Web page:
To Pray and to Pause

In all the Gospel records of the life of Christ Jesus, his love for solitude is readily discerned. He must have felt the urgent need for silent communion with God in preparation for his healing work, both early in the morning and at the close of day. We read that, after healing the mother of Simon's wife, and casting out devils and divers diseases, he rose up in the morning a great while before day and went to a solitary place and prayed. We may think of Jesus as watching the first sunbeams dispel the early morning darkness, or the moon rise in the cool of the evening. We may picture him during the hours of quiet communion with his Father talking to God and listening to God. Surely it was his awareness of man's unity with his Maker, as well as his alert listening and unfaltering obedience, which enabled him to do the works he did.

Jesus is our Way-shower. He discovered and claimed the real man's sonship with God and taught us to do likewise, in spite of false evidence which presents man as a helpless victim of material circumstances. Jesus knew that salvation is individual. He demonstrated what He taught by healing all manner of disease. Why then should we be concerned by the aspects of error today? Should we not rather devote ourselves to the study of his teachings, which are so illuminated in this age through Christian Science?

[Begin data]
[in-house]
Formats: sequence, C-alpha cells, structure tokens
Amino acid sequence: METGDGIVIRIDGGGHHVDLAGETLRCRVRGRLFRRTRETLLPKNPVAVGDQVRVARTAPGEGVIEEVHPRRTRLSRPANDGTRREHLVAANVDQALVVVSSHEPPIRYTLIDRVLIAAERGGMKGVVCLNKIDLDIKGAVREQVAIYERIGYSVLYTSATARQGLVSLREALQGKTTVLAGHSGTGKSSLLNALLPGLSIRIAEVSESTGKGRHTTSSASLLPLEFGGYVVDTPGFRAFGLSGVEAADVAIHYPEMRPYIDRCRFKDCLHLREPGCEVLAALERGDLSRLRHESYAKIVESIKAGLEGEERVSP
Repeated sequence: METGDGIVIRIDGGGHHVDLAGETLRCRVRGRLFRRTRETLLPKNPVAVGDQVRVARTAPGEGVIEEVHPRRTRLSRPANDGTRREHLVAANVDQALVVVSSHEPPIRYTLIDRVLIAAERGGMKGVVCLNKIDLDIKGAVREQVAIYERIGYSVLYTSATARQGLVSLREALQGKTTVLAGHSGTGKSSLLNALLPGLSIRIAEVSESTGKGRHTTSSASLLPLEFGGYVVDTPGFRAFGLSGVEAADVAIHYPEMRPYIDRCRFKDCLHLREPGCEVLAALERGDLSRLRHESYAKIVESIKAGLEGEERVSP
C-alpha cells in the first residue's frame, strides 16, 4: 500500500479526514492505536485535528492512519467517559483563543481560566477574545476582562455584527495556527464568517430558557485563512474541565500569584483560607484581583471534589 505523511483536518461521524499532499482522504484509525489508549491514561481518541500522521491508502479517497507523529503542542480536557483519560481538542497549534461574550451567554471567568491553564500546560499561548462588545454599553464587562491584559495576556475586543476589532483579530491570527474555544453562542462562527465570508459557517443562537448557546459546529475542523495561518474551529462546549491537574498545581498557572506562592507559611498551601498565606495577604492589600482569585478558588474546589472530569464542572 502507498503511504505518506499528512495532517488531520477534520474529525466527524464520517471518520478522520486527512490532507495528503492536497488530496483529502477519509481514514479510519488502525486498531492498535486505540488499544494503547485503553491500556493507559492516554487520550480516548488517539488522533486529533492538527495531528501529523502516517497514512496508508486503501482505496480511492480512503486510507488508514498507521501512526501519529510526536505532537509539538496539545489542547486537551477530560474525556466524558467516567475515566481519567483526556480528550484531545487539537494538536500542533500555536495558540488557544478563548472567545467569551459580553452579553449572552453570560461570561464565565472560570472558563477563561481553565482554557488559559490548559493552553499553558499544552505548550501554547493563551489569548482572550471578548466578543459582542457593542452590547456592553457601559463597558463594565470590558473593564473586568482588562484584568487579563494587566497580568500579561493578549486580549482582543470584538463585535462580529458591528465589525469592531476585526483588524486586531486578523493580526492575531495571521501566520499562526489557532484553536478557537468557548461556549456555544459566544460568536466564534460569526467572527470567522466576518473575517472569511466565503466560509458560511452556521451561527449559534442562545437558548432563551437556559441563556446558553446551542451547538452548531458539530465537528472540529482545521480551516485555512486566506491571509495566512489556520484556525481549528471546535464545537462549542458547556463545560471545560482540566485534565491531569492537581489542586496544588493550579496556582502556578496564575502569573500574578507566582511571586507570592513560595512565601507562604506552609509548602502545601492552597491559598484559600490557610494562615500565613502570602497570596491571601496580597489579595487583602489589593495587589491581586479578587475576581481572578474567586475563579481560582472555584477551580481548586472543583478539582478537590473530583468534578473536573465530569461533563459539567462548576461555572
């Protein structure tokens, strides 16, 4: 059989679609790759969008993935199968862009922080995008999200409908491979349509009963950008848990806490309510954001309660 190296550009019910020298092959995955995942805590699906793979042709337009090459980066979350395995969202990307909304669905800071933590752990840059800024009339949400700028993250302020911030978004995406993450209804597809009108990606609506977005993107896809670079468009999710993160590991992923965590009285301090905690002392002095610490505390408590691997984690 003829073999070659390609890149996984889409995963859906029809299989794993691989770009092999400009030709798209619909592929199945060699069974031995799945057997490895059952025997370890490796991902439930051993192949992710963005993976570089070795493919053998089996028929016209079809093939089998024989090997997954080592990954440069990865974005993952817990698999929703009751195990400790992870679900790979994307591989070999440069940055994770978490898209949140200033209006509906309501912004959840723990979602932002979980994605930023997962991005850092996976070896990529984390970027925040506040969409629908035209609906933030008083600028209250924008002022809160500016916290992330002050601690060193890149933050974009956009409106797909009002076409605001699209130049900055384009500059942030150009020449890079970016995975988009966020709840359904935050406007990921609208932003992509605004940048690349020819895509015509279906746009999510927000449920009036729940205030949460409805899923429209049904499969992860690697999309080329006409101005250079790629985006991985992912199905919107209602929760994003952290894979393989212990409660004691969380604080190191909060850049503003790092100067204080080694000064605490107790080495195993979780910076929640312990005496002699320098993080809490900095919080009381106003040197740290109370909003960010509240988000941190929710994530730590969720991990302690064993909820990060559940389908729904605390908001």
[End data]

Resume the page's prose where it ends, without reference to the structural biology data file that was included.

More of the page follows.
The Master proved error to be a dream picture of mortal mind, in whatever guise it presented itself. He discerned perfection where erring mortals saw and felt only the effects of their own sinful and ignorant thought. Christian Science, in accord with the Scriptures, reveals God as I AM, as All-in-all. and man as His reflection. As we prayerfully dwell upon this truth, we shall find it impossible to attribute to the real man anything which we cannot attribute to God. Sickness and other phases of discord will vanish as their illusory nature is exposed.

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Love Brings the Wanderers Home
January 20, 1940

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